767-400ER From , joined Dec 1969, posts, RR: Posted (15 years 8 months 3 weeks 6 days 10 hours ago) and read 1362 times:
From reading about talking about other NON-US airlines, I want to hear other's opinion from forum users out here. For better or for worce topics about their experience, domestic and international flights, or just hearing about Iran Air's reputation.
I have only flew Iran Air once in their domestic flight with the 727-200 from Esfahan-Tehran route.
Mas777 From United Kingdom, joined Jul 1999, 2937 posts, RR: 6
Reply 1, posted (15 years 8 months 3 weeks 6 days 8 hours ago) and read 1312 times:
Interestingly, Iran Air operates a code-share with Malaysia Airlines to offer a direct non-stop Tehran-Kuala Lumpur service wchich is operated by a Boeing 747SP. As far as I can work out it is the only airline to operate the SP into Malaysia.
CV990 From , joined Dec 1969, posts, RR:
Reply 4, posted (15 years 8 months 3 weeks 5 days 16 hours ago) and read 1287 times:
Iran Air is one of the airlines that badly need some reformulation Because US banned the sale of aircraft to them we have Airbus ready to fill the gap soon saling lots of Airbuses! But its a quite interesting airline. I remember starting seeing their planes in London, normally 747SP but sometimes also some real 747 and some 707. But one day when I was in Lisbon airport I acctually seen a cargo 707 ( I think it was EP-IRJ APADANA ).
Cedarjet From United Kingdom, joined May 1999, 8345 posts, RR: 54
Reply 5, posted (15 years 8 months 3 weeks 5 days 15 hours ago) and read 1289 times:
Not only do the US not allow sale of aircraft but they don't allow the sale of parts either, and at the time of the revolution in 79 when the US-sponsored Shah was overthrown Iranair (and nearly all Iranian industry) was almost entirely reliant on US and Western know-how and technicians. Iranair had to go from being an airline that had lots of American engineers and a free flow of parts to doing all their own maintenence with Iranian nationals, and having to take very circuituous routes to obtaining parts for their fleet. They managed it brilliantly and without a noticeable gap in ops. They have been politically isolated for twenty years now, and their engineering and ops depts are totally world-class and necessarily self-sufficient. Airbus have made hay at Boeing's expense (as they have in many other regions) and sold a fleet of A300-600s to the airline. Expect an order for A340s to replace the 747s.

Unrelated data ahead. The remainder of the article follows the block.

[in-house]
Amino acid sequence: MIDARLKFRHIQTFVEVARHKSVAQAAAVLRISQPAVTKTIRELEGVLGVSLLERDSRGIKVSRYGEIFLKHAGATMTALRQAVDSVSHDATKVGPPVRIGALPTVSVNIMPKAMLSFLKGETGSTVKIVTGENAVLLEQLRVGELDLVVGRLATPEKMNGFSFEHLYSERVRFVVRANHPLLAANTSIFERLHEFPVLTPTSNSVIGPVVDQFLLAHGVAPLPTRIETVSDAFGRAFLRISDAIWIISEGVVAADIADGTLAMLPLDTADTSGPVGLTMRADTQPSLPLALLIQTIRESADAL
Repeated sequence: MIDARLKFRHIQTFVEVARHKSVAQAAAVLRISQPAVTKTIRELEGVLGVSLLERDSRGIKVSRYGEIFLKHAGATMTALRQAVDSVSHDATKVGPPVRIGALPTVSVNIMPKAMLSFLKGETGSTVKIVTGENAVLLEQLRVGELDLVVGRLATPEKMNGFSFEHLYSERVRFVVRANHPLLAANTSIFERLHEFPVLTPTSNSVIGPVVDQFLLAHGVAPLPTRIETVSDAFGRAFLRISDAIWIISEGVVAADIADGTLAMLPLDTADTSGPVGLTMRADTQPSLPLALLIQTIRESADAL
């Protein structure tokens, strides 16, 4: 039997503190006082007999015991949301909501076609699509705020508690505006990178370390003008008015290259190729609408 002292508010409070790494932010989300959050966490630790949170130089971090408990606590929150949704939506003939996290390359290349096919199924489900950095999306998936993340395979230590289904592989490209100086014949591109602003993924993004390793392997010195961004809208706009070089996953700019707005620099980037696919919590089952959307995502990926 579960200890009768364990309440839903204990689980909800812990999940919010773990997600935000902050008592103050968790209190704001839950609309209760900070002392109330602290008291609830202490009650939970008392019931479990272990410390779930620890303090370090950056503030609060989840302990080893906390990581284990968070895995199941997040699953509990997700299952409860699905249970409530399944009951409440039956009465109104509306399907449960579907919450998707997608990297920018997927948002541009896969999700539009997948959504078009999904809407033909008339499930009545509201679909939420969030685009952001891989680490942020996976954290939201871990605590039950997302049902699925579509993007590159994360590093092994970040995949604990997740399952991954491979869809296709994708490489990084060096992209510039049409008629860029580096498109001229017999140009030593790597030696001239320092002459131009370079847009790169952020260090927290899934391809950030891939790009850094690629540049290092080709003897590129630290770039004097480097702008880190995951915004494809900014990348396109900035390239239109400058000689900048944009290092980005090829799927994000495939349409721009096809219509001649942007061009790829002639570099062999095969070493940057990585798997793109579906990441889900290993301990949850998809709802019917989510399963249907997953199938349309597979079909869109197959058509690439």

Iranair have a good reputation for service, and their route map spans the globe, flying as far afield as China, Japan, Africa, and of course a couple of dozen cities in Europe, as well as comprehensive services across their home turf, the Middle East and the Indian subcontinent and Asia. Tehran's location means that it would be an ideal transit point for passengers travelling from Europe to Asia, and it's a shame the Iranians haven't capitalised on that. It's also a beautiful and historical country and while tourism is reasonably buoyant (although unfortunately Americans are excluded from the many national groups who travel there every year), it could be a much bigger earner for the country. I am as supportive as anyone of getting rid of foreign interference (the Shah and his paymasters in 79) but the people of Iran now want to live normally and not under religious law, and when this finally happens Iran will become a big destination and Iranair could rival Emirates or Singapore Airlines as a top quality airline with a powerful international hub. They certainly deserve it for hanging in there all these years.
fly Saha Air 707s daily from Tehran's downtown Mehrabad to Mashhad, Kish Island and Ahwaz